The most common side effects of TRUVADA are:
- In people taking TRUVADA with other HIV-1 medicines to treat HIV-1 infection, common side effects include: diarrhea, nausea, tiredness, headache, dizziness, depression, problems sleeping, abnormal dreams, and rash.
- In people taking TRUVADA to reduce the risk of getting HIV-1 infection, common side effects include: headache, stomach-area (abdomen) pain, and decreased weight.
- Tell your healthcare provider if you have any side effects that bother you or don’t go away.
What should I tell my healthcare provider before taking TRUVADA?
- All your health problems. Be sure to tell your healthcare provider if you have or had any kidney, bone, or liver problems, including hepatitis virus infection.
- If you are pregnant or plan to become pregnant. It is not known if TRUVADA can harm your unborn baby. Tell your healthcare provider if you become pregnant while taking TRUVADA. If you are taking TRUVADA to reduce the risk of getting HIV-1 and you become pregnant, talk to your healthcare provider to decide if you should keep taking TRUVADA.
- If you are breastfeeding (nursing) or plan to breastfeed. Do not breastfeed. HIV-1 can be passed to the baby in breast milk. Also, the medicines in TRUVADA can pass into breast milk, and it is not known if the medicines can harm the baby.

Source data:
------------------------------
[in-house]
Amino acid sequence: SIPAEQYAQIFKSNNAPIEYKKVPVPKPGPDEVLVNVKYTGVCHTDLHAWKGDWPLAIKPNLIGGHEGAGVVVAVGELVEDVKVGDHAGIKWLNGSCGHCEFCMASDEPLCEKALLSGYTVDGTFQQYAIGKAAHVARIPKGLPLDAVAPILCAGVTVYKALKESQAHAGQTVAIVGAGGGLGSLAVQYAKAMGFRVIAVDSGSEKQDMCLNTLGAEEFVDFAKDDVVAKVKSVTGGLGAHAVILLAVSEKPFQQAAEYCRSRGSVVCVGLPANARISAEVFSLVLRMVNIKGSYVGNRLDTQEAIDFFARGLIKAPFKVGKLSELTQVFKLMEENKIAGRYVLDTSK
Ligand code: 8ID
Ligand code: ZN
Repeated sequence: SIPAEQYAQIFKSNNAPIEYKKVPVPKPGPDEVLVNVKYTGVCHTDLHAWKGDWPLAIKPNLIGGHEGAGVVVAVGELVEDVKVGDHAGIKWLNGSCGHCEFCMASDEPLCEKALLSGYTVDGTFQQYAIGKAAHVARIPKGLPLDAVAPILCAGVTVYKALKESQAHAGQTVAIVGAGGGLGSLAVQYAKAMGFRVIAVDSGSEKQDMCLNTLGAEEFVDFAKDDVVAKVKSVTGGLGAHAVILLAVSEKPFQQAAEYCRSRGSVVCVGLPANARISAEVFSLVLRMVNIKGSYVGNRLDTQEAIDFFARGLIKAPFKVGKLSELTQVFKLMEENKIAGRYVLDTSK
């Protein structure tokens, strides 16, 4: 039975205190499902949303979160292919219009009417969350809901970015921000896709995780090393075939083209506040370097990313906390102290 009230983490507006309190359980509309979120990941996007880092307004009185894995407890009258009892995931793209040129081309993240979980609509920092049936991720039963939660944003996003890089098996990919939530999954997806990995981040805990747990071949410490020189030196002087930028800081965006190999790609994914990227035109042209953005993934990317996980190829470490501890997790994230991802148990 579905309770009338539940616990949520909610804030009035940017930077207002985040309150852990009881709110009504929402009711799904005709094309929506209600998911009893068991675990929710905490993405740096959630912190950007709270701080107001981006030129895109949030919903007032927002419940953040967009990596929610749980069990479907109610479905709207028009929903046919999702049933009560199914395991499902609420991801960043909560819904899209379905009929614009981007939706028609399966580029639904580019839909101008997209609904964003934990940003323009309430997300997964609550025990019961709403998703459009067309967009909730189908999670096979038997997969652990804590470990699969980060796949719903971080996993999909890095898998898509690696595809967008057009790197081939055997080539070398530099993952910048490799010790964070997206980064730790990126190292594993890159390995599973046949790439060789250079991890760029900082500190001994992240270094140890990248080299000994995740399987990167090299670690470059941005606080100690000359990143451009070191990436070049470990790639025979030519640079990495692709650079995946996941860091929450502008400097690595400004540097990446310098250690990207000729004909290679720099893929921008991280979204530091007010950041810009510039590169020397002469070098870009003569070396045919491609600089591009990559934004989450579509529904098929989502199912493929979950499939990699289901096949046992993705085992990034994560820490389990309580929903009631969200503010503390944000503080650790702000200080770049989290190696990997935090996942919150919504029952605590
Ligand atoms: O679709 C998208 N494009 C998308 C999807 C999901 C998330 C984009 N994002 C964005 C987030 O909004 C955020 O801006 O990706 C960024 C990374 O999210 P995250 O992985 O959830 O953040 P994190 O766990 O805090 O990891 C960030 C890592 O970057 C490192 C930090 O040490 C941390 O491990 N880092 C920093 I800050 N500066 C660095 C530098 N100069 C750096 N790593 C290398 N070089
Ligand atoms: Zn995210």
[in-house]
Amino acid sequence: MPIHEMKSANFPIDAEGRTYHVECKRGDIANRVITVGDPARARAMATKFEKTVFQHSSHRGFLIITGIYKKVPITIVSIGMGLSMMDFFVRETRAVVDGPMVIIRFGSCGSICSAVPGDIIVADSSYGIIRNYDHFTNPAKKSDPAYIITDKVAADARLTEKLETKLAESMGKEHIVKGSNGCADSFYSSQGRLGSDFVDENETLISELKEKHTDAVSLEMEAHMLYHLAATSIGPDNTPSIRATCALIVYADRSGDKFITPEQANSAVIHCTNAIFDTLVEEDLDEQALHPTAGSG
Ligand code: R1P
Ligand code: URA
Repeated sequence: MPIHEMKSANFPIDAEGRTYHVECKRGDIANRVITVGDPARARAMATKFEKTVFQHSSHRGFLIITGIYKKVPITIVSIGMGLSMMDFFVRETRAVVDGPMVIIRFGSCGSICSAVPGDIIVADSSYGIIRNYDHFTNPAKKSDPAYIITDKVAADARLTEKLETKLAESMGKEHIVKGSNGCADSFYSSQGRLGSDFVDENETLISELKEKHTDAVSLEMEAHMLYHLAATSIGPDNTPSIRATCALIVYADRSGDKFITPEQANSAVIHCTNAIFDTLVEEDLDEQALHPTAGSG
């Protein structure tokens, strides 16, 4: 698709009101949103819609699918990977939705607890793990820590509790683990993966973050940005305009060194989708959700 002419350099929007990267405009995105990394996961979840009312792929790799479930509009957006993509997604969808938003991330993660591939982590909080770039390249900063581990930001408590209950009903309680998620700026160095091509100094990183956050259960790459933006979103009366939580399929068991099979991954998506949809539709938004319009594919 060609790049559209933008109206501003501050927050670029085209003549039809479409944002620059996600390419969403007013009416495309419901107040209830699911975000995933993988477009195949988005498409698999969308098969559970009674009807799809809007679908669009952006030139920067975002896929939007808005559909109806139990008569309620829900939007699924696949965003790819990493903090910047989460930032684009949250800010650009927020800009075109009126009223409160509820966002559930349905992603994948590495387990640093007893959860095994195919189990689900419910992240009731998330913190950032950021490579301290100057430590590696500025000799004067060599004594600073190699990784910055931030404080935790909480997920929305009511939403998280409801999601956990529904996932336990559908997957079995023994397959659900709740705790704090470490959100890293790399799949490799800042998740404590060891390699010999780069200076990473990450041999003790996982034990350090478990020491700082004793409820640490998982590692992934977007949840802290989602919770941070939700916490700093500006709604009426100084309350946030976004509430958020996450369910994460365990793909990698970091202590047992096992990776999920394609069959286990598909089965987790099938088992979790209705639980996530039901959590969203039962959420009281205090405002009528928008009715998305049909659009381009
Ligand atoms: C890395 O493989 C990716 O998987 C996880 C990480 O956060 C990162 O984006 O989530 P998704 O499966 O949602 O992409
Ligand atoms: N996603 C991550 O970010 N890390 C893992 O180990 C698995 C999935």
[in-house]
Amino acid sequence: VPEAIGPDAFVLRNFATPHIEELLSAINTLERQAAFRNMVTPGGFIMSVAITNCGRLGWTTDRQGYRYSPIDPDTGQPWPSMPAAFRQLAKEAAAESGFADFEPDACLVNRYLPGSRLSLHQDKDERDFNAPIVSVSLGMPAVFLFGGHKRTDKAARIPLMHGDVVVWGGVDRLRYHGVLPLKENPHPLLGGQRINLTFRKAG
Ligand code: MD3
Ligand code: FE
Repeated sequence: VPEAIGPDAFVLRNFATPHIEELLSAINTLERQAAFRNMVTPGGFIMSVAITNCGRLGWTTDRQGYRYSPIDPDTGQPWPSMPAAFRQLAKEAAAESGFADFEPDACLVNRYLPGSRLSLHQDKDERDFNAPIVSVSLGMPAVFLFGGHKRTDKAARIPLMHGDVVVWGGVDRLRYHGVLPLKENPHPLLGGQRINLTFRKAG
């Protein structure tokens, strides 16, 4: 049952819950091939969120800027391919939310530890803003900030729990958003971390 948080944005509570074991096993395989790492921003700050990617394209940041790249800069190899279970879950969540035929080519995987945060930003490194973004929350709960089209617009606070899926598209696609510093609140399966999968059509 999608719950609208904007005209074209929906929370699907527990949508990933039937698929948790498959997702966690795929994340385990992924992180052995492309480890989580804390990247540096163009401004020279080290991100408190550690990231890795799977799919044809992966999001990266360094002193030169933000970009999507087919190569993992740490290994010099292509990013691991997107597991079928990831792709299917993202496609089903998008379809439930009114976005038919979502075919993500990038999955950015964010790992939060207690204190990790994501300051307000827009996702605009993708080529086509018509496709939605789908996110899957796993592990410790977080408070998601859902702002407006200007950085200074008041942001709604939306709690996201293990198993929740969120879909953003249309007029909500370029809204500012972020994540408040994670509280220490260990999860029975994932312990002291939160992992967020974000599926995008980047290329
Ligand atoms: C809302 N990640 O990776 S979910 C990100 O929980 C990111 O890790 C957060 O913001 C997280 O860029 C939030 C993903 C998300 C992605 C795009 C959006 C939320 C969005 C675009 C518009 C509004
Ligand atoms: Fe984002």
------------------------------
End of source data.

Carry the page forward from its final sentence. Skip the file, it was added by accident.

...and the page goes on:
- All the medicines you take, including prescription and over-the-counter medicines, vitamins, and herbal supplements. TRUVADA may interact with other medicines. Keep a list of all your medicines and show it to your healthcare provider and pharmacist when you get a new medicine.
- Your healthcare provider may need to check you more often or change your dose if you take any of these medicines with TRUVADA: didanosine (Videx EC), atazanavir (Reyataz), darunavir (Prezista), or lopinavir with ritonavir (Kaletra).
You are encouraged to report negative side effects of prescription drugs to the FDA. Visit www.FDA.gov/medwatch, or